15 Respondents argue (Br. in Opp. 20) that the 1998 legislation "does not have the force of law." Respondents ignore the fact that Congress already has barred the unauthorized distribution of marijuana for all purposes. The 1998 Act expressly confirms that preexisting prohibition specifically with respect to the use of marijuana for asserted medical purposes. See generally Accardi v. Pennsylvania R.R., 383 U.S. 225, 229 (1966) (continuing purpose of Congress reflected in "sense of the Congress" enactment); Harris v. United States, 359 U.S. 19, 22 n.8 (1959) (continuing purpose of Congress reflected in subsequently-enacted legislation).
16 Nor is it plausible to suggest (Br. in Opp. 26-29) that recognition of a "medical necessity" defense would be confined to a limited number of individuals or class of medical conditions. For instance, on May 19 and October 22, 1997, two undercover DEA agents purchased marijuana from respondents by presenting phony physician statements asserting that the agents suffered from post-traumatic stress disorder and menstrual cramps. J.A. 48, 70. Moreover, on May 21, 1998, approximately 200 persons visited OCBC to obtain marijuana to treat a wide variety of conditions, including AIDS, cancer, glaucoma, pain, headaches, arthritis, rotator cuff syndrome, stress, depression, paranoid schizophrenia, and anxiety. See J.A. 32-39. Similarly, in requesting the district court to modify its injunction in light of the Ninth Circuit's decision, respondents submitted the affidavits of persons who asserted that they used marijuana for medical conditions such as lupus, irritable bowel syndrome, cystitis, cancer, arthritis, insomnia, Hepatitis C, AIDS, scoliosis, esophageal stricture, Meniere's disease, sarcoidosis, leg and back spasms, migraine headaches, depression, and bulimia. Vol. 1 Declarations in Support of Defendants' Motion to Dissolve or Modify Preliminary Injunction Order (filed May 30, 2000).
17 The Commission explained that many users of marijuana had been given the drug by a "friend, acquaintance or family member," and that such "casual transfers" should be treated "as the functional equivalent of possession." Marihuana 157, 158. The Commission also recommended that there should be no federal criminal sanction for possession of marijuana for personal use, reasoning that federal agencies "have left possession enforcement to the states * * * to maximize the use of [federal] enforcement resources for major priorities," such as eliminating marijuana traffickers and suppliers. Id. at 155-156. Notwithstanding the Commission's recommendations, Congress in the CSA has maintained criminal penalties for both the possession of marijuana and the casual distribution of marijuana that does not involve profit. See 21 U.S.C. 841(a)(1), 844(a).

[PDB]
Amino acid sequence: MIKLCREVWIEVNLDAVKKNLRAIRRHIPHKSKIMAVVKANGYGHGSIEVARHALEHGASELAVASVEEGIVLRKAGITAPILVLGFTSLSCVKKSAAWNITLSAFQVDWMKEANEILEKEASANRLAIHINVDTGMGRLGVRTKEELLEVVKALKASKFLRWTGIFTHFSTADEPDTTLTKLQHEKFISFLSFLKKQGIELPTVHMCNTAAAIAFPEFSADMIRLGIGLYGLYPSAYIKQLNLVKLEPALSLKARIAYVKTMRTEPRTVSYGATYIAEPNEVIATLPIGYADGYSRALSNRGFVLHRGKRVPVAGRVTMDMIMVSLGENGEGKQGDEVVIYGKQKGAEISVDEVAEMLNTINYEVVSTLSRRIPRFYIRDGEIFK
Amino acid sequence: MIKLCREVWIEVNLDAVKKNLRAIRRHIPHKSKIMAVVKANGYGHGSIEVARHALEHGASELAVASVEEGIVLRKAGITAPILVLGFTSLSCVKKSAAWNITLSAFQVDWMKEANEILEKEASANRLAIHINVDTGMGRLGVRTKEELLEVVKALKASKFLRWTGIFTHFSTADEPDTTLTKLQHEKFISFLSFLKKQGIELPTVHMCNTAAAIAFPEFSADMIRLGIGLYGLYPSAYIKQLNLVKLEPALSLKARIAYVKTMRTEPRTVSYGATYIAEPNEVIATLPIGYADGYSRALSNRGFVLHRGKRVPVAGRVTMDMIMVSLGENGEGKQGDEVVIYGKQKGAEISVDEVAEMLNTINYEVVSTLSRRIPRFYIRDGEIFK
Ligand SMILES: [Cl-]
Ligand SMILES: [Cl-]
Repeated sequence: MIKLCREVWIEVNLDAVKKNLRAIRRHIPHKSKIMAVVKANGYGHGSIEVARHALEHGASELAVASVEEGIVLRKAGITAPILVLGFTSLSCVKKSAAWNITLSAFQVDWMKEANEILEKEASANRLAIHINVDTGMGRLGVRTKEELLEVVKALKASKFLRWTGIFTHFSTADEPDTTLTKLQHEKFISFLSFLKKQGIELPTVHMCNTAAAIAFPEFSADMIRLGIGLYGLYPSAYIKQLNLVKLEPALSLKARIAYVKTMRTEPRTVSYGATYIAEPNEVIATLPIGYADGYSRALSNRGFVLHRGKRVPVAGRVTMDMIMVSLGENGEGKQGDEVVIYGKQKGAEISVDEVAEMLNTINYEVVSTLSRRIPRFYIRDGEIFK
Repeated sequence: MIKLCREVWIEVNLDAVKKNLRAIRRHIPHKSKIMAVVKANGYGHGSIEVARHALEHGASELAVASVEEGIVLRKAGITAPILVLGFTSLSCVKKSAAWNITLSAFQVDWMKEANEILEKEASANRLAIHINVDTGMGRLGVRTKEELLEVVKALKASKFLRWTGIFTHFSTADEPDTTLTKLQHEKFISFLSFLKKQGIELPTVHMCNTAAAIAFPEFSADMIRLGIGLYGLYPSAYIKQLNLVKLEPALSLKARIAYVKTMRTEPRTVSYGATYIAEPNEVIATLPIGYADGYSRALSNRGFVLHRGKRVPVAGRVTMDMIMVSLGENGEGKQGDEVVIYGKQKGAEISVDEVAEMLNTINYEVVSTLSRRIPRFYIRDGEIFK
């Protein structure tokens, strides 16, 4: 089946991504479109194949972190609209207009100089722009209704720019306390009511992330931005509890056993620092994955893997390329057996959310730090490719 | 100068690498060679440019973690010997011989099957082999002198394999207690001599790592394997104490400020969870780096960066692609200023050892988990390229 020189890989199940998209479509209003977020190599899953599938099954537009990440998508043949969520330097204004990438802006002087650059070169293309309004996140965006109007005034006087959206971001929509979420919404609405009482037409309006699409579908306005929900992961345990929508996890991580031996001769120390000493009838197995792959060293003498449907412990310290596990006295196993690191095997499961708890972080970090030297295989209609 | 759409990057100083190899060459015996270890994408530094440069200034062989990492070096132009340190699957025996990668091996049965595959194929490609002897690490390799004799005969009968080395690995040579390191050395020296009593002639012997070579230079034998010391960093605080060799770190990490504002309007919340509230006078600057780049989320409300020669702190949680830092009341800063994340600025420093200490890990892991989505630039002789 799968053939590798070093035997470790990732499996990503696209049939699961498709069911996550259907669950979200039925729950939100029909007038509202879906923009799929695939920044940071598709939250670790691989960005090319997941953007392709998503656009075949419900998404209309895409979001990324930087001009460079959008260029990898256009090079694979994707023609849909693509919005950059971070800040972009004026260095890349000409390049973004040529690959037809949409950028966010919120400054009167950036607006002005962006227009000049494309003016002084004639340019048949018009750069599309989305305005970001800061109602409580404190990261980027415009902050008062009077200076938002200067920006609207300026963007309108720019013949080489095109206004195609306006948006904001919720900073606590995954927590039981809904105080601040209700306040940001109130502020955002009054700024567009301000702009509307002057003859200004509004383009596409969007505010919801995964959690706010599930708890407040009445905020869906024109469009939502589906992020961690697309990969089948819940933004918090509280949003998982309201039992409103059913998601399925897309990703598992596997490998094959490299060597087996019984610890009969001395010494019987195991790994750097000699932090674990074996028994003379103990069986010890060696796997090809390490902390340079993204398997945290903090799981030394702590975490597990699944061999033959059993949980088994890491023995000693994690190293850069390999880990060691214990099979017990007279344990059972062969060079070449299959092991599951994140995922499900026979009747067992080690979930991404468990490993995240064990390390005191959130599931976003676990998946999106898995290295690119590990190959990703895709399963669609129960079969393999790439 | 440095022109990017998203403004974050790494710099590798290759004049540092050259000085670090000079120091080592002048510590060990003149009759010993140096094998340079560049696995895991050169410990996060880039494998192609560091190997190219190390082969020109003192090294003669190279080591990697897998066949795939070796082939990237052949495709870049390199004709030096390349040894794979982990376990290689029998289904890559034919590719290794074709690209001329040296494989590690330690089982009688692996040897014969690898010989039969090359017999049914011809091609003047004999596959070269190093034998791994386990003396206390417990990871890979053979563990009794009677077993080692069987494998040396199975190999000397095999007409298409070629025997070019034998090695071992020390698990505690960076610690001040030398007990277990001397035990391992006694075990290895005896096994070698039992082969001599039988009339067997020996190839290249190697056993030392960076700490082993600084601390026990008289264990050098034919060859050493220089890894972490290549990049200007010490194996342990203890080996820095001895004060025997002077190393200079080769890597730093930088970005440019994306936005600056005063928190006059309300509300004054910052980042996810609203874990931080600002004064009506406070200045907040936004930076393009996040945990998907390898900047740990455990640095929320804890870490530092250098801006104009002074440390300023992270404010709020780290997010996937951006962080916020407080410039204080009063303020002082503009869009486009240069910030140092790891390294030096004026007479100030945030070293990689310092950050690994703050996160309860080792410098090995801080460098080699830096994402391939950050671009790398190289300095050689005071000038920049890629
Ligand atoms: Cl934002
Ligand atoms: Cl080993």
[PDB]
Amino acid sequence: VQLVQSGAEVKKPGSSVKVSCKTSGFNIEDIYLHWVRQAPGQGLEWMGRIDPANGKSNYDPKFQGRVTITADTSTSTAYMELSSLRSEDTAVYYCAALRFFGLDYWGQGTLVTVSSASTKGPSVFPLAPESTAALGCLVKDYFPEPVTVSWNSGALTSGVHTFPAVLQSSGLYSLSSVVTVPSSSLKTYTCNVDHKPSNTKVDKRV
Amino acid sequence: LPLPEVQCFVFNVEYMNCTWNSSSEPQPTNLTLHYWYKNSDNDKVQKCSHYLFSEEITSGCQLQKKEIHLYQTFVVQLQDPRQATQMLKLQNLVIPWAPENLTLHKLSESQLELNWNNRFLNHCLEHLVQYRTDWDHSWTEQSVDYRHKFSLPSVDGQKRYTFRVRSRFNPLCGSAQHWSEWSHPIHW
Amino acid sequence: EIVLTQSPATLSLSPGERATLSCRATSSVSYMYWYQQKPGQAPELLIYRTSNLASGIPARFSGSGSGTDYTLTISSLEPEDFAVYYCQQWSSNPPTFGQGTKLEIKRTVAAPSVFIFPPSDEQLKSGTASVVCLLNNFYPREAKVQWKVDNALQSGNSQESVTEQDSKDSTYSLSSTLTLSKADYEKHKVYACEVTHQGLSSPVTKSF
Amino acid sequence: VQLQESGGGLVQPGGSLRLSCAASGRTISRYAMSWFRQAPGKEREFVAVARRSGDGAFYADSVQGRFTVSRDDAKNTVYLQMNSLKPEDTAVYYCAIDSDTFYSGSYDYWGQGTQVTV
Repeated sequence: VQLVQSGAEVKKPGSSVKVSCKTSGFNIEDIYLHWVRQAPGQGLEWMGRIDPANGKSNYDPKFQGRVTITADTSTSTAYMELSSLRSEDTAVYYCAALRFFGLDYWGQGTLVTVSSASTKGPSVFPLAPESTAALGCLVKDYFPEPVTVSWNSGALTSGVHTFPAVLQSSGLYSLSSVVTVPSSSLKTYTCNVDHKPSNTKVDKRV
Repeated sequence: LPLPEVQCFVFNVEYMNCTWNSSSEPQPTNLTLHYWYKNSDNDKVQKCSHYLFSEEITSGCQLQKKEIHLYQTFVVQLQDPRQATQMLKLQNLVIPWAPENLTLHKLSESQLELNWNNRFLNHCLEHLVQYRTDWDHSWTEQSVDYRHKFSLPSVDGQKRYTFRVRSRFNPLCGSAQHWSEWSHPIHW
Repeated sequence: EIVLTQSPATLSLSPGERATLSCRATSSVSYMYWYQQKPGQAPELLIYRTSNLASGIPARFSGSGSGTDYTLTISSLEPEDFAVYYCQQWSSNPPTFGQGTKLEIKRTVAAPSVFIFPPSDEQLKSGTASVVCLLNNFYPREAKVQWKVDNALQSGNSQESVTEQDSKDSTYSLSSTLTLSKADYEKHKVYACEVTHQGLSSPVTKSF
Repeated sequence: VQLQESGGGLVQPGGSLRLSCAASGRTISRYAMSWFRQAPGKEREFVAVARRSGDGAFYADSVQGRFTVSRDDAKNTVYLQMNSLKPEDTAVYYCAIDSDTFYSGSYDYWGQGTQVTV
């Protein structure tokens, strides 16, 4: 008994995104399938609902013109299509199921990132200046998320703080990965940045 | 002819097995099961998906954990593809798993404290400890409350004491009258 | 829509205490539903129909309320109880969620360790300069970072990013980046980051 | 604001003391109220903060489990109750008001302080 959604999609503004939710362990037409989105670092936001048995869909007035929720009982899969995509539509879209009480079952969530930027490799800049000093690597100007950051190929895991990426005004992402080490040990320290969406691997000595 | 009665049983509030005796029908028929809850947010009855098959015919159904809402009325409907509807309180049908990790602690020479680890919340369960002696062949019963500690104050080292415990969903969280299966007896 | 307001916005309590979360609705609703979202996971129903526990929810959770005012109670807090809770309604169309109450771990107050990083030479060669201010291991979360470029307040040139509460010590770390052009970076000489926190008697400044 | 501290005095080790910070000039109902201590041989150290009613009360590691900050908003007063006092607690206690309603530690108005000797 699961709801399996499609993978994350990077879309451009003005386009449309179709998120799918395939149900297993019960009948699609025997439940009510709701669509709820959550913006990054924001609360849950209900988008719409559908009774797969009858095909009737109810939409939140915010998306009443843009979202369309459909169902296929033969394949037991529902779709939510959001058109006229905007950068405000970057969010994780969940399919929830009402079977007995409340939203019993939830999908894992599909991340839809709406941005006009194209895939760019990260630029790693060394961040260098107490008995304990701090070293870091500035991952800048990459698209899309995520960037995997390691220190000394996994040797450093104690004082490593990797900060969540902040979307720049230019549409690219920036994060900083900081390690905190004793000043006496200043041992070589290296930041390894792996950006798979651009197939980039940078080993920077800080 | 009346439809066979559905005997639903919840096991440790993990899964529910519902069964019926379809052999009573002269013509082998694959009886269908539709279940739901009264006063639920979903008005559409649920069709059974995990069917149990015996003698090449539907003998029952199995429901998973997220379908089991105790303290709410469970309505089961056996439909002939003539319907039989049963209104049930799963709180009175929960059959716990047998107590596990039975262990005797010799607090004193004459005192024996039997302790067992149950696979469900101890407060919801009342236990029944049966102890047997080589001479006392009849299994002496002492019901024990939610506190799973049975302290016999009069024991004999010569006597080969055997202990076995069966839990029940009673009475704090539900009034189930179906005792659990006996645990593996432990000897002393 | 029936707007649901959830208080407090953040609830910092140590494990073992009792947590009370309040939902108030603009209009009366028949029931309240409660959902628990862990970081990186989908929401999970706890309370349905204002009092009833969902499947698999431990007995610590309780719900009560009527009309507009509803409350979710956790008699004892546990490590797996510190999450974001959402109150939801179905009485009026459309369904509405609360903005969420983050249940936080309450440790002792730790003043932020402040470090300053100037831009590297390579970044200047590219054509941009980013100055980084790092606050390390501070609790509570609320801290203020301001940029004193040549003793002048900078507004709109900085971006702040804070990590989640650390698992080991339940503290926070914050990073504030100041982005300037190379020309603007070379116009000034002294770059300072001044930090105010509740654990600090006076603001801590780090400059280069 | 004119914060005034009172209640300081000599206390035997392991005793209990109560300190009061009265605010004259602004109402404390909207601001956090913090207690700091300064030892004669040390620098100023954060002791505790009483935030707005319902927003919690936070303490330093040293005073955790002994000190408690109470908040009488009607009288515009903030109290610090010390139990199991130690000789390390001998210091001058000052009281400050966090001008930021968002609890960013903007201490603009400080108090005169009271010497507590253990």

18 There is no petition pending before the DEA to reschedule marijuana on the ground that marijuana has any accepted medical use. Cf. note 12, supra. We do note, however, that studies are underway that involve the human health effects of marijuana. We are informed by the DEA that two researchers are currently registered with the DEA to conduct clinical research under 21 U.S.C. 823(f) into the human health effects of smoked marijuana. Moreover, on May 21, 1999, HHS announced new guidance for the provision of marijuana for medical research. See Kuromiya v. United States, 78 F. Supp. 2d 367, 374 (E.D. Pa. 1999). We also note that, in 1999, the Institute of Medicine reviewed the existing scientific evidence concerning possible medical uses of marijuana and recommended that further research be devoted, not to developing marijuana as a licensed drug, but to developing a method of delivering cannabinoids without the serious adverse health consequences associated with smoking marijuana. See Institute of Medicine, Marijuana and Medicine: Assessing the Science Base 10-11 (Janet E. Joy et al. eds. 1999) (noting that "[b]ecause marijuana is a crude THC delivery system that also delivers harmful substances, smoked marijuana should generally not be recommended for medical use," and recommending "clinical trials * * * to serve as a first step toward the development of nonsmoked rapid-onset cannabinoid delivery systems"). One method of delivery of cannabinoids currently available is Marinol(r), which contains a synthetic form of THC in pill form. Marinol(r) has been approved by the FDA for the treatment of nausea and vomiting associated with cancer chemotherapy and for the treatment of anorexia associated with weight loss in AIDS patients. See 64 Fed. Reg. 35,928 (1999). On July 2, 1999, DEA transferred Marinol(r) from schedule II to schedule III, thereby lessening the regulatory restrictions on its use. Ibid.